Military trials for four captives at the U.S. detention facility at Guantanamo Bay, Cuba, are scheduled to resume immediately, and the Defense Department is preparing charges against eight other prisoners there, Pentagon officials announced yesterday.
The Office of Military Commissions also will continue preparing recommendations for potential charges against an unspecified number of detainees held at the Guantanamo Bay prison, as the U.S. military revives the stalled trials in the wake of an appellate court's decision last week.
The U.S. Court of Appeals for the District of Columbia Circuit ruled Friday that "military commissions" are the appropriate venue in which to try enemy combatants and members of al Qaeda arrested by U.S. forces abroad. The commissions have been on hold since December, after a federal district court's order stayed proceedings in one case.
Members of Congress have spoken out in recent weeks about the stalled process of adjudicating cases of about 520 detainees at Guantanamo Bay, where some have been held for more than three years without being charged or prosecuted. Sen. Lindsey O. Graham (R-S.C.), a member of the Armed Services Committee, held a hearing last week in which he argued for legislation to bring detainees to trial.
Rep. Adam Schiff (D-Calif.) said yesterday that Congress should legislate the process for establishing the legal status of detainees at Guantanamo Bay and for prosecuting them, to prevent the government from holding prisoners there indefinitely. Schiff has proposed a bill that would require detainees to have independent hearings within six months and require a legal disposition within two years.
The Supreme Court ruled in June 2004 that captives at Guantanamo Bay are guaranteed the right to contest their detentions in U.S. federal courts.
"We're strongest in the war on terrorism when we act in unison, with the Congress and the administration, and areas like we're in now are kind of a twilight zone," Schiff said. "I understand why the administration wants to move forward. Even so, we have 12 people designated for tribunals out of 500. It begs the question about what will done about all the rest."
Friday's decision in the case of Salim Ahmed Hamdan, a Yemeni alleged to have been Osama bin Laden's driver, cleared the way for the military commissions to resume. Hamdan was the first to face a military trial in August 2004 after U.S. officials alleged that he helped the al Qaeda leader ferry weapons and flee after the 1998 bombings of U.S. embassies in East Africa and the Sept. 11, 2001, terrorist attacks. Hamdan has been charged with murder, terrorism, conspiracy to commit attacks on civilians and civilian objects, and destruction of property by an unprivileged belligerent.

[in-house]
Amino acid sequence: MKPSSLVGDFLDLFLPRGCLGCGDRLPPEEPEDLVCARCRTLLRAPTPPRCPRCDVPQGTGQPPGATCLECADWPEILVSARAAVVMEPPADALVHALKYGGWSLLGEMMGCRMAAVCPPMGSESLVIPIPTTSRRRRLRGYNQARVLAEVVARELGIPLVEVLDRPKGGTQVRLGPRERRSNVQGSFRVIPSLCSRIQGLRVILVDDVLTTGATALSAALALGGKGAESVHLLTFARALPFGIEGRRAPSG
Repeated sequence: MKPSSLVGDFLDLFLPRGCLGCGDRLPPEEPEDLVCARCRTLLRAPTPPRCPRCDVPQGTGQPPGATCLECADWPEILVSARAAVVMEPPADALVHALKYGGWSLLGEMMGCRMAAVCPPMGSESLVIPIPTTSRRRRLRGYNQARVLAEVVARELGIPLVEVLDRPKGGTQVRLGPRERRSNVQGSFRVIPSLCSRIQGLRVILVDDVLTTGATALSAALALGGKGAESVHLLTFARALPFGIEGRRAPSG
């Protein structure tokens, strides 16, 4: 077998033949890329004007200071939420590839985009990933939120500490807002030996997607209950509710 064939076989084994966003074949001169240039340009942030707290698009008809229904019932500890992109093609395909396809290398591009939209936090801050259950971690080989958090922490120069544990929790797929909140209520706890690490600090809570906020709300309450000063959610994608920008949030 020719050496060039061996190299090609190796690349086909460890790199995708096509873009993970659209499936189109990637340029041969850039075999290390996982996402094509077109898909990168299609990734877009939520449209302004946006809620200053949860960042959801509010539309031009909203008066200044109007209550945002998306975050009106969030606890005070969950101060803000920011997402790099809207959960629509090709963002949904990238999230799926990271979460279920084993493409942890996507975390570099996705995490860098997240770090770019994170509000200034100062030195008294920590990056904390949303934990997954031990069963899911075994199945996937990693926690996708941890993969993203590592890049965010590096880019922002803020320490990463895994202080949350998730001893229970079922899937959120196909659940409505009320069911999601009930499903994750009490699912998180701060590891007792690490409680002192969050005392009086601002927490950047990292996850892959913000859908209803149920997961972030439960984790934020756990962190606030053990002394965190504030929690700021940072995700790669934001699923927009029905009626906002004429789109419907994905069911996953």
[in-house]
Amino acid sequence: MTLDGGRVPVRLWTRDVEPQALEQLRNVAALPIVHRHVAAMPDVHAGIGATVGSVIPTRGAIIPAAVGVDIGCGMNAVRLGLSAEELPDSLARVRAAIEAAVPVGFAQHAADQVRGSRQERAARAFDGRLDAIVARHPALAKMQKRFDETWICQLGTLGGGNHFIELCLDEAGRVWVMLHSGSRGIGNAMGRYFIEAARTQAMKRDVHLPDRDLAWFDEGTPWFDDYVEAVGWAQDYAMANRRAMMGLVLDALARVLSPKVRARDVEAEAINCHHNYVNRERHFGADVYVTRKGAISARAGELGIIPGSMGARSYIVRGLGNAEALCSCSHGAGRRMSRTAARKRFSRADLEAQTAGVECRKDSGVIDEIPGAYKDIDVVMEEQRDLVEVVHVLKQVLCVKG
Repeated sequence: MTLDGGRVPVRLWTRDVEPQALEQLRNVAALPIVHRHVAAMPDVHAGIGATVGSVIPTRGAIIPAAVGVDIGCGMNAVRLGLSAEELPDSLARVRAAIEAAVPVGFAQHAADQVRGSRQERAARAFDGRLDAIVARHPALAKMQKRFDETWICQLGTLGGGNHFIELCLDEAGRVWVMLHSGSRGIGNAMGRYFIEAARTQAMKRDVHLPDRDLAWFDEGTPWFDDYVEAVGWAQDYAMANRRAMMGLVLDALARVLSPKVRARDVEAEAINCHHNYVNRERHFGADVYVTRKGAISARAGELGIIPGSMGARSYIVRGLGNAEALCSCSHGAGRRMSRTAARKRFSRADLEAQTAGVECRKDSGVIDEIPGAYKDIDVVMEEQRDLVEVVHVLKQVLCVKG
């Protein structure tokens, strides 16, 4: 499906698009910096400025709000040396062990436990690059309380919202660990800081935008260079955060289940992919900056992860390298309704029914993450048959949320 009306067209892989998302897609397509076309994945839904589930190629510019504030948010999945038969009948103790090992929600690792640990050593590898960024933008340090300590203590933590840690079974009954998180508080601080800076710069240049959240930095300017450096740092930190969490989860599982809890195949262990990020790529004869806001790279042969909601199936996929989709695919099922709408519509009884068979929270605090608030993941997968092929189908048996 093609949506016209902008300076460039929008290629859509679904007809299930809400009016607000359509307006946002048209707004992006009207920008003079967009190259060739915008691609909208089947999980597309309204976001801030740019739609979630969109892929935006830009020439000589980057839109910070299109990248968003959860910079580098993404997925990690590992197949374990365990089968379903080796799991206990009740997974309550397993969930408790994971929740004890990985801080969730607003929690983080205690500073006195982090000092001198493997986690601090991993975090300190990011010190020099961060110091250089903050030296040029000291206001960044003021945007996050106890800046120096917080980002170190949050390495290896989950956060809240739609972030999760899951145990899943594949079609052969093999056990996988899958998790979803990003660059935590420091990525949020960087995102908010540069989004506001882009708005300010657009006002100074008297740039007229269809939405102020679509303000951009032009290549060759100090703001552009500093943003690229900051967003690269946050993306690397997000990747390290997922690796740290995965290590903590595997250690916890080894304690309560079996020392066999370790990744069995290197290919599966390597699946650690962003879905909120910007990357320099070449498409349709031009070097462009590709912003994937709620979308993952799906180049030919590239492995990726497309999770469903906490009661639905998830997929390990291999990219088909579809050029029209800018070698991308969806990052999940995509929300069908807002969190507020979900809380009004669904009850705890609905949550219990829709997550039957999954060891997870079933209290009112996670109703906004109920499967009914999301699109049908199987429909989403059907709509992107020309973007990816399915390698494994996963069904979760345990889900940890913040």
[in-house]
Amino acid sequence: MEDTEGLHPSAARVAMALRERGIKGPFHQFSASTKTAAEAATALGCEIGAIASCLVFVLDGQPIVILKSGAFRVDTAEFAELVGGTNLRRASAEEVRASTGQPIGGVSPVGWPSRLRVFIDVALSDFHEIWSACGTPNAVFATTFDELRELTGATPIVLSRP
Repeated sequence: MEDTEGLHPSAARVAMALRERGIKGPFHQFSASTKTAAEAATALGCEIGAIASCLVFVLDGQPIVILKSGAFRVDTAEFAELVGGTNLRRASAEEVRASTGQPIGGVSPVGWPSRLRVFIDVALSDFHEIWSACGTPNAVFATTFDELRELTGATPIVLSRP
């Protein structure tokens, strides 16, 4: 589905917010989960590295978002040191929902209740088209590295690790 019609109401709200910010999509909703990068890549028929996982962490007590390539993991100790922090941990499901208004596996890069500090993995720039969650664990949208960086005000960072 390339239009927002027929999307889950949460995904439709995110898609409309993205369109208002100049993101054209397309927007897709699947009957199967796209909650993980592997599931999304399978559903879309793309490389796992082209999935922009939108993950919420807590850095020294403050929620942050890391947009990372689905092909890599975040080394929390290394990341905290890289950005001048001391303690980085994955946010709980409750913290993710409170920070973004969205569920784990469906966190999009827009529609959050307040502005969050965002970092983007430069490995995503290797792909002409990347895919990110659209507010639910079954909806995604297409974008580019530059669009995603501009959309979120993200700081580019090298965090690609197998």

Neal K. Katyal, a Georgetown University law professor who is Hamdan's civilian attorney, said yesterday that Hamdan's defense team is studying last week's court ruling and "definitely" plans to appeal.
According to a Pentagon news release, military proceedings also will resume against David Hicks, an Australian detainee who has been charged with conspiracy to commit attacks on civilians and civilian objects, attempted murder by an unprivileged belligerent, and aiding the enemy. Pentagon officials have said Hicks trained in Albania in 1999 with the Kosovo Liberation Army and fought for Albanian Muslims. He later converted from Christianity to Islam and in early 2001 attended al Qaeda terrorist training camps in Afghanistan.
Commission proceedings against another Yemeni detainee, Ali Hamza Ahmed Sulayman al Bahlul, and Sudanese detainee Ibrahim Ahmed Mahmoud al Qosi also will move forward, according to the Pentagon release. Both men are charged with conspiracy, murder, destruction of property and terrorism. The other eight men who soon could face charges were not identified.
Defense Secretary Donald H. Rumsfeld said yesterday that the military commissions will move forward "as rapidly as is possible."
"The court's ruling marks an advance in the global struggle against extremists and aids the effort to protect innocent life," Rumsfeld said at a Pentagon news conference.
Researcher Julie Tate contributed to this report.